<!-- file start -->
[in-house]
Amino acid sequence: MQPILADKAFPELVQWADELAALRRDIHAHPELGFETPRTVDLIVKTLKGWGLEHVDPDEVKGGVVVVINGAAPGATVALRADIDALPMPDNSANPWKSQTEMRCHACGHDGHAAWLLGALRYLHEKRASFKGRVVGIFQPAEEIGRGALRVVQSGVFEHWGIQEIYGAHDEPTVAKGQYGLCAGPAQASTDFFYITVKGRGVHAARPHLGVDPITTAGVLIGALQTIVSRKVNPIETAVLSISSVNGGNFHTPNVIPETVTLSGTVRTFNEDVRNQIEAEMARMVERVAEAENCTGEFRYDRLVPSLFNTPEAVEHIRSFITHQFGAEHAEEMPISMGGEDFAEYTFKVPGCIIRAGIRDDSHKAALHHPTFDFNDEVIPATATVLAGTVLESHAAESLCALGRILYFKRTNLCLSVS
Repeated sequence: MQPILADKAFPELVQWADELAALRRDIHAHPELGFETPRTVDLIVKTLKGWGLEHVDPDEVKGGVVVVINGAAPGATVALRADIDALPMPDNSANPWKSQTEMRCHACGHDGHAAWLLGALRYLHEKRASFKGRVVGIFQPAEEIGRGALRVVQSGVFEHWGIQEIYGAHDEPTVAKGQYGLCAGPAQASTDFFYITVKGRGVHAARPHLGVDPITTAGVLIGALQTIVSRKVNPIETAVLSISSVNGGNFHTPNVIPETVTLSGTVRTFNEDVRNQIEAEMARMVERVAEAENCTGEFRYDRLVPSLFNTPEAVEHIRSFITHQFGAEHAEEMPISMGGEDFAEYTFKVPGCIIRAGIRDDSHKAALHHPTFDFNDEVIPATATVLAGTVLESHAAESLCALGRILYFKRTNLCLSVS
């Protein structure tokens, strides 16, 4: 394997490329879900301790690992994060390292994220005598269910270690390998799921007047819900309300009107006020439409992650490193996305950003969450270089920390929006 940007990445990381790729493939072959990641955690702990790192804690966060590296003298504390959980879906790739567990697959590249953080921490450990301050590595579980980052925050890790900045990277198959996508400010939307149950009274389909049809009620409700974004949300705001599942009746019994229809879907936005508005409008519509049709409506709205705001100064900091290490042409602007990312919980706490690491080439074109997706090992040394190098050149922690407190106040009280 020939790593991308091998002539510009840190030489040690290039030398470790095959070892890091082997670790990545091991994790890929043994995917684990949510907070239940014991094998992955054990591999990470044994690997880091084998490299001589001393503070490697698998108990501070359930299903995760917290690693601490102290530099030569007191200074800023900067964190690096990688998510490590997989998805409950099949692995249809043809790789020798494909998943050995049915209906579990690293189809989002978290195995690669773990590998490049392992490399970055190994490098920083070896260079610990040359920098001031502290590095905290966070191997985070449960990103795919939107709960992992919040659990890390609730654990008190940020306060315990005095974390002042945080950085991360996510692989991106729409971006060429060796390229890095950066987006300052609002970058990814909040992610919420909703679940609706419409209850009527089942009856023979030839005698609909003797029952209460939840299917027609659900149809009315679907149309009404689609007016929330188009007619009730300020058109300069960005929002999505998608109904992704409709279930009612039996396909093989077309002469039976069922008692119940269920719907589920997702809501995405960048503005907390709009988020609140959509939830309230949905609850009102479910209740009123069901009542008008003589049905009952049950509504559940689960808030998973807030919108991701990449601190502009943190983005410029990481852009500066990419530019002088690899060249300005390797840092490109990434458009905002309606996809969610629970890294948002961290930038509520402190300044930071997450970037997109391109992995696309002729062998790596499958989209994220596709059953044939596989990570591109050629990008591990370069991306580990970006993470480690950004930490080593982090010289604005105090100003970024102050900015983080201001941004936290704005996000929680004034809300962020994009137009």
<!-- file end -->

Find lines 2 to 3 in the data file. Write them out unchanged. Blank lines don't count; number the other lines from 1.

Amino acid sequence: MQPILADKAFPELVQWADELAALRRDIHAHPELGFETPRTVDLIVKTLKGWGLEHVDPDEVKGGVVVVINGAAPGATVALRADIDALPMPDNSANPWKSQTEMRCHACGHDGHAAWLLGALRYLHEKRASFKGRVVGIFQPAEEIGRGALRVVQSGVFEHWGIQEIYGAHDEPTVAKGQYGLCAGPAQASTDFFYITVKGRGVHAARPHLGVDPITTAGVLIGALQTIVSRKVNPIETAVLSISSVNGGNFHTPNVIPETVTLSGTVRTFNEDVRNQIEAEMARMVERVAEAENCTGEFRYDRLVPSLFNTPEAVEHIRSFITHQFGAEHAEEMPISMGGEDFAEYTFKVPGCIIRAGIRDDSHKAALHHPTFDFNDEVIPATATVLAGTVLESHAAESLCALGRILYFKRTNLCLSVS
Repeated sequence: MQPILADKAFPELVQWADELAALRRDIHAHPELGFETPRTVDLIVKTLKGWGLEHVDPDEVKGGVVVVINGAAPGATVALRADIDALPMPDNSANPWKSQTEMRCHACGHDGHAAWLLGALRYLHEKRASFKGRVVGIFQPAEEIGRGALRVVQSGVFEHWGIQEIYGAHDEPTVAKGQYGLCAGPAQASTDFFYITVKGRGVHAARPHLGVDPITTAGVLIGALQTIVSRKVNPIETAVLSISSVNGGNFHTPNVIPETVTLSGTVRTFNEDVRNQIEAEMARMVERVAEAENCTGEFRYDRLVPSLFNTPEAVEHIRSFITHQFGAEHAEEMPISMGGEDFAEYTFKVPGCIIRAGIRDDSHKAALHHPTFDFNDEVIPATATVLAGTVLESHAAESLCALGRILYFKRTNLCLSVS